This work is in a few different areas that I think could be valuable. I expect that after a while a few parts will emerge as the most important, but think it is good to experiment early when the most effective route is not yet clear.

I plan to use additional funds to scale my general research and development efforts. I expect that most of the money will be used on programming efforts.

Foretold

Foretold is a forecasting application that handles full probability distributions. I have begun testing it with users and have been asked for quite a bit more functionality. I’ve also mapped out the features that I expect people will eventually desire, and think there is a significant amount of work that would be significantly useful.

One particular challenge is figuring out the best way to handle large numbers of questions (1000 active questions plus, at a time.) I believe this requires significant innovations in the user interface and backend architecture. I’ve made some wireframes and have experimented with different methods, and believe I have a pragmatic path forward, but will need to continue to iterate.

I’ve talked with members of multiple organizations at this point who would like to use Foretold once it has a specific set of features, and cannot currently use any existing system for their purposes. […]

Ken

Ken is a project to help organizations set up and work with structured data, in essence allowing them to have private versions of Wikidata. Part of the project is Ken.js, a library which I’m beginning to integrate with Foretold.

Expected Impact

The main aim of EA forecasting would be to better prioritize EA actions. I think that if we could have a powerful system set up, it could make us better at predicting the future, better at understanding what things are important and better at coming to a consensus on challenging topics.

Measurement

In the short term, I’m using heuristics like metrics regarding user activity and upvotes on LessWrong. I’m also getting feedback by many people in the EA research community. In the medium to long term, I hope to set up evaluation/estimation procedures for many projects and would include this one in that process.

My thoughts and reasoning

This grant is to support Ozzie Gooen in his efforts to build infrastructure for effective forecasting. Ozzie requested $70,000 to hire a software engineer who would support him on his work on the prediction platform www.foretold.iothat he is working on.

Johannes Heidecke ($25,000)

Supporting aspiring researchers of AI alignment to boost themselves into productivity

From the application:

(1) We would like to apply for a grant to fund an upcoming camp in Madrid that we are organizing. The camp consists of several weeks of online collaboration on concrete research questions, culminating in a 9-day intensive in-person research camp. Participants will work in groups on tightly-defined research projects in strategy and technical AI safety. Expert advisors from AI Safety/Strategy organizations will help refine proposals to be tractable and relevant. This allows for time-efficient use of advisors’ knowledge and research experience, and ensures that research is well-aligned with current priorities. More information: https://aisafetycamp.com/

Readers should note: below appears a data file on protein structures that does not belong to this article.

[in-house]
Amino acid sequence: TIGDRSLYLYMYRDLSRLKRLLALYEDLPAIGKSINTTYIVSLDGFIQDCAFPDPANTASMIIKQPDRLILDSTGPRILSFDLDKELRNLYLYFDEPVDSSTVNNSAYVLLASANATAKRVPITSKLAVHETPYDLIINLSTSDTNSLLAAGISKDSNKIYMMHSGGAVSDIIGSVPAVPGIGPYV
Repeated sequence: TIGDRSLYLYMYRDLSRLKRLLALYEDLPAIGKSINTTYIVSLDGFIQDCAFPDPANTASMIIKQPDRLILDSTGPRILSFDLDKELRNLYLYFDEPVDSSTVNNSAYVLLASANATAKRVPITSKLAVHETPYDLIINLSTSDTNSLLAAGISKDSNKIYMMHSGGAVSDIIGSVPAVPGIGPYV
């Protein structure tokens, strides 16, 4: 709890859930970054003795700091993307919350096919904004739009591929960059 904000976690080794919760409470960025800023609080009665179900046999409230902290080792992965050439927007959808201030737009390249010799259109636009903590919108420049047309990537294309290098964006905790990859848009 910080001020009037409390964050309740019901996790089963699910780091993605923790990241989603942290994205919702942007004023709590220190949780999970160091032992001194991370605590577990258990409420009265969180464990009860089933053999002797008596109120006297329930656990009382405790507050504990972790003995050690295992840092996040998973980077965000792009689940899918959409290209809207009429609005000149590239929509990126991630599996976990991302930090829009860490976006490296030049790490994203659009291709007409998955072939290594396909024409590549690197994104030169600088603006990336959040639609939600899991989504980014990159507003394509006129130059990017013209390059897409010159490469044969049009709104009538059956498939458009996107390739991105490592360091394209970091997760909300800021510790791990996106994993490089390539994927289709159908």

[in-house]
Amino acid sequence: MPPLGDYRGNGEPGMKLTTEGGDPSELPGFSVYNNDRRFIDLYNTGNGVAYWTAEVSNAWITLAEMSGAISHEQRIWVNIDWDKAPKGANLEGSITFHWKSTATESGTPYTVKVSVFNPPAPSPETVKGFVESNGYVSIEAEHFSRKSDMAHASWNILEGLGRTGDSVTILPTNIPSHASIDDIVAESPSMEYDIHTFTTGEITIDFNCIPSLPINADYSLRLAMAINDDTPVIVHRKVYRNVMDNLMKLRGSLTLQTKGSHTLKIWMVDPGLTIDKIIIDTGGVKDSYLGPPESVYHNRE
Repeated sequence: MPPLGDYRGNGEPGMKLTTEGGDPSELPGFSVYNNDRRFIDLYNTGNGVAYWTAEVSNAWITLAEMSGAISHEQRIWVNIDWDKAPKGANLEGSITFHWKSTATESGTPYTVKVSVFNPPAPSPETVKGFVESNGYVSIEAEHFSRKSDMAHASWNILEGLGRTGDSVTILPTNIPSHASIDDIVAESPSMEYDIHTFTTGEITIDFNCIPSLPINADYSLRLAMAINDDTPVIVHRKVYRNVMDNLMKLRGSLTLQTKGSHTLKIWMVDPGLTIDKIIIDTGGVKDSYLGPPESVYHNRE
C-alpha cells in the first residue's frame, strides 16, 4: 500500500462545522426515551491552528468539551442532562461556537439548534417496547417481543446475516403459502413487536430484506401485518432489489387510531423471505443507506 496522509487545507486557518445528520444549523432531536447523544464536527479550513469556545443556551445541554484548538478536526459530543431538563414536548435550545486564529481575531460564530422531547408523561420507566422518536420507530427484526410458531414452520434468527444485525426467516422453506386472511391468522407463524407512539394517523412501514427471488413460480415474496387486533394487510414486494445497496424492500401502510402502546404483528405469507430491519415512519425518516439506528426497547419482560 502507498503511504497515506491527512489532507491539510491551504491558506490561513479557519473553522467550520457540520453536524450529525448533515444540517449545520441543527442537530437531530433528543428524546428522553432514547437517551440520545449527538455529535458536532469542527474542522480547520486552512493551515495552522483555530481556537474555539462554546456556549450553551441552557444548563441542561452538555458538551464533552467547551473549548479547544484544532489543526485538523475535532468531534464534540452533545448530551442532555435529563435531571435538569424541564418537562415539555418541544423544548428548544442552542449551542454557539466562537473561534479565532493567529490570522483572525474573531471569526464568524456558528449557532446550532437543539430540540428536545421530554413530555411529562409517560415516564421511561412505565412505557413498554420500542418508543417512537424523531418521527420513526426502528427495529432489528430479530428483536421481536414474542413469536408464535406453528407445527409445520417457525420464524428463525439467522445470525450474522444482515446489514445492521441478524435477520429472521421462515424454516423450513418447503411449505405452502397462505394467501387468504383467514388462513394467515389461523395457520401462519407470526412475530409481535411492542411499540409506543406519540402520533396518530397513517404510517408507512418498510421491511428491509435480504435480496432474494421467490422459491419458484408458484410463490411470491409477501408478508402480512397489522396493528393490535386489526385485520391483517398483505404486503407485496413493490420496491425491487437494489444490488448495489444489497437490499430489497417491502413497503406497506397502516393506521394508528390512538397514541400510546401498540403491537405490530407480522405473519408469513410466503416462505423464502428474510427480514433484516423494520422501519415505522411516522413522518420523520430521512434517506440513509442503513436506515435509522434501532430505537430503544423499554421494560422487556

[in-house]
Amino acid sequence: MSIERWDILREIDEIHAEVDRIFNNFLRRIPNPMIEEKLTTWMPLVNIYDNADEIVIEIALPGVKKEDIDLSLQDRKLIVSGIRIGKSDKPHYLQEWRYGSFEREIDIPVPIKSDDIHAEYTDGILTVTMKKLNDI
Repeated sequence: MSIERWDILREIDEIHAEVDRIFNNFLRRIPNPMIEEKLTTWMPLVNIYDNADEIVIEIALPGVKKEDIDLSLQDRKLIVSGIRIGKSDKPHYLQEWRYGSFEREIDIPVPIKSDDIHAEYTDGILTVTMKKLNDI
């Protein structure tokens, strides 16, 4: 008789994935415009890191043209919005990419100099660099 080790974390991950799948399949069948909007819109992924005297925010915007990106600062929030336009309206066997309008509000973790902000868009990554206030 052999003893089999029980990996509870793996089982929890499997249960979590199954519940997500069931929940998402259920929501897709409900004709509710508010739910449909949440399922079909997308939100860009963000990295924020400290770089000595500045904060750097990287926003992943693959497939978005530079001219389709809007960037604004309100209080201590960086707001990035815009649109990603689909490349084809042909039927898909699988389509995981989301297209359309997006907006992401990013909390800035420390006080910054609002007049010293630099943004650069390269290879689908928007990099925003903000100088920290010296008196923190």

(2) The field of AI alignment is talent-constrained, and while there is a significant number of young aspiring researchers who consider focussing their career on research on this topic, it is often very difficult for them to take the first steps and become productive with concrete and relevant projects. This is partially due to established researchers being time-constrained and not having time to supervise a large number of students. The goals of AISC are to help a relatively large number of high-talent people to take their first concrete steps in research on AI safety, connect them to collaborate, and efficiently use the capacities of experienced researchers to guide them on their path.

(3) We send out evaluation questionnaires directly after the camp and in regular intervals after the camp has passed. We measure impact on career decisions and collaborations and keep track of concrete output produced by the teams, such as blog posts or published articles.

We have successfully organized two camps before and are in the preparation phase for the third camp taking place in April 2019 near Madrid. I was the main organizer for the second camp and am advising the core team of the current camp, as well as organizing funding.

An overview of previous research projects from the first 2 camps can be found here:

https://aisafetycamp.com/2018/06/05/aisc-1-research-summaries/

https://aisafetycamp.com/2018/12/07/aisc2-research-summaries/

We have evaluated the feedback from participants of the first two camps in the following two documents:

https://docs.google.com/document/d/1f8wvsvQTv4wdBaggCaK8aKC5gFdIHUDcihnmVkZPM6I/edit?usp=sharing

https://docs.google.com/document/d/18v2e-S3iZrOPbE7d9n26sUs1K6CkUAvezRvRj_xlcj8/edit?usp=sharing

My thoughts and reasoning